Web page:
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Wednesday, 16 February 1977


Mr SCHOLES (Corio) -The Minister for Business and Consumer Affairs (Mr Howard) has just given yet another example of the Government's double standards. He indicated that under the proposed amendments to the Industries Assistance Commission Act the Government will write in a provision which will permit any other action it considers appropriate to be taken. I do not disagree with that proposition, but I point out to the House that the provision is in the Act at the moment as a result of the insistence of members of the present Government in the Senate who demanded its inclusion in exchange for the passage of the Industries Assistance Commission Bill.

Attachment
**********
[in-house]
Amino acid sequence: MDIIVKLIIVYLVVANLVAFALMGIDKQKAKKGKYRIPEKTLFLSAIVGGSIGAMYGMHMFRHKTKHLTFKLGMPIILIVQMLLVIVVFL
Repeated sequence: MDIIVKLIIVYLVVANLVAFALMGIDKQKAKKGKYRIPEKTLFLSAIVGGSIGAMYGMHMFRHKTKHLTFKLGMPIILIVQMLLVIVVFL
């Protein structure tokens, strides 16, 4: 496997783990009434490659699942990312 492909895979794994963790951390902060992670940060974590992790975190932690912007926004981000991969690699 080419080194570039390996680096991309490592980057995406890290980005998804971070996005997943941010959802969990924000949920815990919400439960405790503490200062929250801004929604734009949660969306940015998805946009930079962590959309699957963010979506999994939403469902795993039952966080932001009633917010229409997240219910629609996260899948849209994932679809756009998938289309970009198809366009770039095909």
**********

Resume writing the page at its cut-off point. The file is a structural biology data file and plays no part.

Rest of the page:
The Government announced today some measures- I say some measures- which if they bring about any sort of recovery will be welcome. But the facts are that if there is to be any resurgence of employment opportunities in Australia or any reduction in the present and growing numbers of persons unemployed manufacturing industry must absorb a far greater proportion of the workforce than it does at the moment. There is no evidence from any responsible observer to suggest that that resurgence is likely to take place under any existing policies. In fact all the evidence indicates that the present decline will continue. The Minister's main thrust concerned the provision of some assistance to enable industry to obtain a hearing before the Temporary Assistance Authority and the making of some minor changes in procedures which may assist some industries if in fact they can get their cases heard while they are still in existence. I point out at least one case last year which involved commercial vehicles. The industry concerned sought for some 7 months to get a Temporary Assistance Authority hearing. Eventually it did not get that hearing. But that is not the root cause of the problem and it is not the solution. Tariffs can be of assistance to existing industries to maintain them; they will not bong about investment in new industry nor any great expansion in existing industry for the purposes of absorbing unemployed persons.